Driver L298N and Arduino - wiring diagram

Driver L298N and Arduino - wiring diagram

Daniil Zhuk

The microcontroller installed on the Arduino board is not capable of delivering high current through its pins. What to do if you need to manage relatively powerful engines, for example, to move the robot?

In such cases, along with Arduino, a driver is used - a power unit controlled by the board and capable of switching a large current. The most famous such driver for collector engines - L298N!

BRIEF OVERVIEW OF THE MODULE

L298N - driver collector motors for 2 channels, which can also be used to control a single stepper motor. Driver pavement that allows you to use it without additional transistors missing shoulders. The maximum supply voltage of the motors is 46 V, the current per channel is 2 A.

The driver allows you to easily and clearly control the speed of rotation of the motors in both directions using PWM (separately for each motor).

The L298N based module does not require external components to get started. All you need is a dozen wires to connect power and control signals.

To control the direction of motion used 4 wires + 2 wires to adjust the speed.

SCHEME OF CONNECTION TO ARDUINO

To control the motor directions, 4 inputs are used - IN1-IN4, besides them - 2 more wires (1 per channel) for PWM speed control. They can be immediately closed with jumpers on + 5V for maximum rotational speed, saving these 2 pins of the controller.

IN pins are connected to any Arduino pins, ENABLE - only to the mark (PWM) marked on the board.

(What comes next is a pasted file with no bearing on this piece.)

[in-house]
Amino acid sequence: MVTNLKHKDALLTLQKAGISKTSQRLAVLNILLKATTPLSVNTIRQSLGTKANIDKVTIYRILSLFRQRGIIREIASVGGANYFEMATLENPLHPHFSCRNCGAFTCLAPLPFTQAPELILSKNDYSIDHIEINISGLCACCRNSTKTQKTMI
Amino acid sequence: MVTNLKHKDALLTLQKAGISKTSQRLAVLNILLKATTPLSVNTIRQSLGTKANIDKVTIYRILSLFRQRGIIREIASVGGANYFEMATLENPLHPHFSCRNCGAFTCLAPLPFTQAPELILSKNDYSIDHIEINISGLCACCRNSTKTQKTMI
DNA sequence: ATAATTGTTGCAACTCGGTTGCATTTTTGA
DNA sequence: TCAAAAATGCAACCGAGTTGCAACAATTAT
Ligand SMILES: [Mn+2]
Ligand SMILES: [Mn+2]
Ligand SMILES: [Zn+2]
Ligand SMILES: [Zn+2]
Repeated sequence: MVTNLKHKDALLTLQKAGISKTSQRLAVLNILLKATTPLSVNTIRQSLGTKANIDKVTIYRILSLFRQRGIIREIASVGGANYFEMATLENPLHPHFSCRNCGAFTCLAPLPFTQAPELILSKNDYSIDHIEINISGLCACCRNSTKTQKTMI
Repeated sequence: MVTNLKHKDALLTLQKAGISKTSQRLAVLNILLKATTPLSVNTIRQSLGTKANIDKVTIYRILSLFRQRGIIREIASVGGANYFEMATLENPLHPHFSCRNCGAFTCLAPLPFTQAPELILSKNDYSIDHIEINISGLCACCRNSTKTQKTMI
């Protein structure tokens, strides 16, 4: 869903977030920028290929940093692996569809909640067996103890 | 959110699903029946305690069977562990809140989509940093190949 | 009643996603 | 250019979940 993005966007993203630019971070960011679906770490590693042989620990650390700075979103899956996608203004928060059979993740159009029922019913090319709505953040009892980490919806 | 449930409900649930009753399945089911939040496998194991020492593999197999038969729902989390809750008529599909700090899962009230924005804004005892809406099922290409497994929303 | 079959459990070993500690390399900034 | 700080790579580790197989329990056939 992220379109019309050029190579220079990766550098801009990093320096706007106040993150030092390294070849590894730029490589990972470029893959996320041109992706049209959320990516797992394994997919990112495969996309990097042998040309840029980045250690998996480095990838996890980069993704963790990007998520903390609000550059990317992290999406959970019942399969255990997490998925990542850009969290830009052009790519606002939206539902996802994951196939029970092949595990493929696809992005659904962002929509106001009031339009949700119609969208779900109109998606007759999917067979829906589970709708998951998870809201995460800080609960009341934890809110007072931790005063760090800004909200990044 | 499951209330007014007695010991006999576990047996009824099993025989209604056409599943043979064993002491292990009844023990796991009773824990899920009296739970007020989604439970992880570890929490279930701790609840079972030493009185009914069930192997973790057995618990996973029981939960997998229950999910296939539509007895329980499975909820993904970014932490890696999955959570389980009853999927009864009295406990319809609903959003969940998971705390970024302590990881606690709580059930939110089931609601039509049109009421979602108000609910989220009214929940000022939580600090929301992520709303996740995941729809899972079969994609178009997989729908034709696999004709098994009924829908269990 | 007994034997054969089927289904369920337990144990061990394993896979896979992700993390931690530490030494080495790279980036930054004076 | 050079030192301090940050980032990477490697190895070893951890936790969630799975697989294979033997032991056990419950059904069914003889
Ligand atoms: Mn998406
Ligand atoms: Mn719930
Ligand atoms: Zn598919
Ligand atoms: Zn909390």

CONNECTING TO ARDUINO IDE
There are 4 possible combinations on the pins of the module:
  • IN1 = 1, IN2 = 1 - the engine stands still;
  • IN1 = 0, IN2 = 0 - the engine stands still;
  • IN1 = 1, IN2 = 0 - the engine turns in one direction;
  • IN1 = 0, IN2 = 1 - the engine turns in the other direction.
The rotation speed is regulated by feeding the PWM to the pin Enable.

Please note - transistors have a relatively fast switching speed, but still the shutter does not close instantly. In some cases, it may happen that when the reverse transistor will have time to open, but the complementary will not close yet and a short circuit will occur.

To avoid this, you can press pins to a single voltage for several milliseconds and only then perform a reverse. If in your particular case there is enough time, then unnecessary delays can be eliminated. But note that there may be a microcontroller reset!

For example, let's write a small sketch in which we will accelerate the motor using PWM control:

#define IN1 5
#define IN2 4
#define ENA 3
void setup()
{
pinMode (ENA, OUTPUT);
pinMode (IN1, OUTPUT);
pinMode (IN2, OUTPUT);
}
void loop()
{
digitalWrite (IN1, HIGH);
digitalWrite (IN2, LOW);
analogWrite(ENA,55);
delay(500);
analogWrite(ENA,105);
delay(1000);
analogWrite(ENA,255);
delay(1500);
analogWrite(ENA,0);
delay(4500);
}

You can also stop the motor by giving the same signals, like this:

digitalWrite(IN1, LOW);
digitalWrite(IN2, LOW);

Or apply reverse braking by swapping signals in places. It will be extremely effective, but can lead to a voltage drop due to the large current.

It is advisable to use a power supply with large output current and hang several large capacitors in parallel in parallel if stability is really important.

Now you can build your robot or anything else motorized using Arduino!

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